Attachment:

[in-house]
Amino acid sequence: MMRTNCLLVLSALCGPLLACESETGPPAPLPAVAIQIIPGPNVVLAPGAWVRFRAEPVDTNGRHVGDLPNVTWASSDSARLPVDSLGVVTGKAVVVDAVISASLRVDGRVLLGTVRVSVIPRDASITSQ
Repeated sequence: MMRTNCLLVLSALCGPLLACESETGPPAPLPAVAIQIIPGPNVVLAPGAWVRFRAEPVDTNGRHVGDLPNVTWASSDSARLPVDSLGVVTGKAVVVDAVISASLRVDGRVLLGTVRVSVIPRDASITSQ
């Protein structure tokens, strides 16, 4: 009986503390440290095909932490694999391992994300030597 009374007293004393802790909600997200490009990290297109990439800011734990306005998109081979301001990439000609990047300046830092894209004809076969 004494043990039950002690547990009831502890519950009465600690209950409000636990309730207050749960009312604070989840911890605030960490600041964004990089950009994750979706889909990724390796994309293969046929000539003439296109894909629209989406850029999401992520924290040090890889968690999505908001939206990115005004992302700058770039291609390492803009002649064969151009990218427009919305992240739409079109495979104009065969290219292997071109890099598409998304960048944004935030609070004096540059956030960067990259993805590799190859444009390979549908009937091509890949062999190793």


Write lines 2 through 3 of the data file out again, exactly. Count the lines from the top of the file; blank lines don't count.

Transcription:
Amino acid sequence: MMRTNCLLVLSALCGPLLACESETGPPAPLPAVAIQIIPGPNVVLAPGAWVRFRAEPVDTNGRHVGDLPNVTWASSDSARLPVDSLGVVTGKAVVVDAVISASLRVDGRVLLGTVRVSVIPRDASITSQ
Repeated sequence: MMRTNCLLVLSALCGPLLACESETGPPAPLPAVAIQIIPGPNVVLAPGAWVRFRAEPVDTNGRHVGDLPNVTWASSDSARLPVDSLGVVTGKAVVVDAVISASLRVDGRVLLGTVRVSVIPRDASITSQ